| 1067 words

Something that's been new for me over the past year is having money. Well there were a lot of new things; I moved to a new city, adjusted to the schedule of working full time, rented and furnished my own apartment for the first time. However all of those momentous events were not as psychologically impactful as having money.

Much like how having kids forces you to think about and plan for the future, money has a similar effect. Perhaps not so long term as that, but I find that you can't have any semblance of a savings account without also having some vague image of what you may be saving for. In my prior experience, when you essentially have just enough to cover the foreseeable future with no idea about future earnings (like as a student or part time employee) the vibe is entirely different. You basically buy the stuff you need, sprinkle in a little bit of stuff you want, and don't think about it too much. Who knows what your next job will be, if you'll have one at all! That all changes when you get a job.

Suddenly, you need to start asking yourself a lot of hard questions. How much money am I making? How much should I be making? How high should I aim for? And, the hardest question of all, what do I need money for?

I guess since I know alot of other people who graduated recently, it's been pretty interesting to see how different philosophies towards money and earning have developed. I think the standard one, by far the most common, is pretty straightforward. It's just to get more money. The goal isn't any specific dollar value, it's always to be making more than they were previously. A lot of career planning goes to essentially support this idea, constantly finding the next move to increase the number at the bottom of that paycheck.

To clarify, I don't think there's anything wrong with this. There are a lot of situations where every extra dollar helps. If you have a family or are raising kids or are have expensive hobbies then it can make sense to orient your life to keep adding to that salary, and a lot of what I say won't apply. Luckily, the job market is essentially structured with that assumption in mind; companies understand people want more money when switching jobs, and from what I've seen in this industry it's generally possible to keep switching and keep making more, as long as you know you want it. The hard part is, what if you actually know that you don't?

If, instead, you know that making more money isn't the biggest career priority for you then you're forced to answer a whole other set of questions. What is the stopping point? Am I already there? Do I need to worry about salary growth? Should I even consider reducing what I'm paid for other concessions? A lot of it is very counterintuitive because it's not the kind of stuff you're prepared to think about.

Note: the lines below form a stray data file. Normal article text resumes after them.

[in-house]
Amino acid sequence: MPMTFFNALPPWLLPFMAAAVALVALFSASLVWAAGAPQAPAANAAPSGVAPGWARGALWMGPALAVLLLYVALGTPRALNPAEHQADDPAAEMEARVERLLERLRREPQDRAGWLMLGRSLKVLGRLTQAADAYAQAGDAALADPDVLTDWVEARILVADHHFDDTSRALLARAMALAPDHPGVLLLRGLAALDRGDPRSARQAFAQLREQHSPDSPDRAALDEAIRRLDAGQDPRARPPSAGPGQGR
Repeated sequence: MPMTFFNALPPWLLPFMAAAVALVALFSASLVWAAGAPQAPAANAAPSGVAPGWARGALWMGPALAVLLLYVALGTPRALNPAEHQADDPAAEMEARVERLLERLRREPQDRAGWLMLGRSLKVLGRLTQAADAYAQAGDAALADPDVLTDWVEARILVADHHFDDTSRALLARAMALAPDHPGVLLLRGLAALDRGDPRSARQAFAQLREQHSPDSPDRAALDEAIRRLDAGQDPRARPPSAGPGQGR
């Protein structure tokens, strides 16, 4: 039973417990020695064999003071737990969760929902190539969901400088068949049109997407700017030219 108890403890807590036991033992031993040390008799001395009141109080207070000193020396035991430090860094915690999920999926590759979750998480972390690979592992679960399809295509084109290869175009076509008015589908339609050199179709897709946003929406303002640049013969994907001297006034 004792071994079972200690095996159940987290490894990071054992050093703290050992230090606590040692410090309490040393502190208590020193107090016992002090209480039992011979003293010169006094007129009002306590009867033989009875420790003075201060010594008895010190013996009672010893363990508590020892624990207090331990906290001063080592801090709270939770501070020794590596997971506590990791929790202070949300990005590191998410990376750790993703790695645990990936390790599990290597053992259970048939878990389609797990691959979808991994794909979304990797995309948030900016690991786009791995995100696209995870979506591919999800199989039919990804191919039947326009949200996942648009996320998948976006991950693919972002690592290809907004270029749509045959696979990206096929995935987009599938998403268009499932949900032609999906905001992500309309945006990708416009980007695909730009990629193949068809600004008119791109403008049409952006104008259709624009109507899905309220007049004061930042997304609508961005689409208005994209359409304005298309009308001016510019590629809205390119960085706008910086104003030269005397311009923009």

I was talking to someone who was laying out their plans for the next couple of years, considering the likely amounts of money they'd have, and I asked them what they'd do with it all. No immediate answer came to mind; they said a house (which in Canada is a disproportionately huge investment due to our housing crisis) which actually would be expensive enough to suck up that big bank account. But they said it would be a house mainly for investment purposes, which only kicks the problem down the road. Once you've gotten that and have even more money rolling in - then what?

Like I said above, the pursuit of more money just to have more money can be a fun and challenging goal, and certainly has its upsides. But it's not the only fun and challenging goal, and I might even say that it's one of the less interesting ones. I realized that if I suddenly managed to make 25% more than I do now, very little would change for me. A bigger number on a website somewhere, that's it really. And if I made 25% less, very little would change too honestly. I'm naturally frugal, and aside from pushing myself to make some big purchases and gifts for the sake of spending most of it doesn't go to much.

There's a concept called lifestyle creep, where as you get more money you naturally spend on nicer cars and bigger houses so that it doesn't actually feel like you have much more. It's how pople can be making $300k in a city like New York and feel like they're living paycheck to paycheck. There's also kind of an inverse concept from the retire early community - people who intentionally limit their expenses to save enough money to live off before retirement age. They said you should build the life you want, and then save for it. Identify what you want to spend money on, which luxuries matter to you, and then save everything more then that to keep that lifestyle going.

Ultimately I think it's a useful framework to have when thinking about money. The brain is a funny thing, and big numbers can short circuit it. Monkey brain wants to see number go up, whether its your score in candy crush or the total in your bank account. It feels good, but without an endpoint in mind it can feel like treading water; always hungry, never satisfied. I'd suspect having a carefree attitude towards your career and earnings might be healthier, in terms of reducing stress and anxiety.

It's a very counterintuitive thing to consider taking a voluntary paycut, especially when so many poor souls are in the opposite position. Plus more money can do a lot of good if you're open with gifts and donations. But I always wonder how much is too much, and when I'll hit that point. If I've hit that point. Making less money could buy me so much time, and who knows what I'd be able to do with it. Probably more of these, for a start.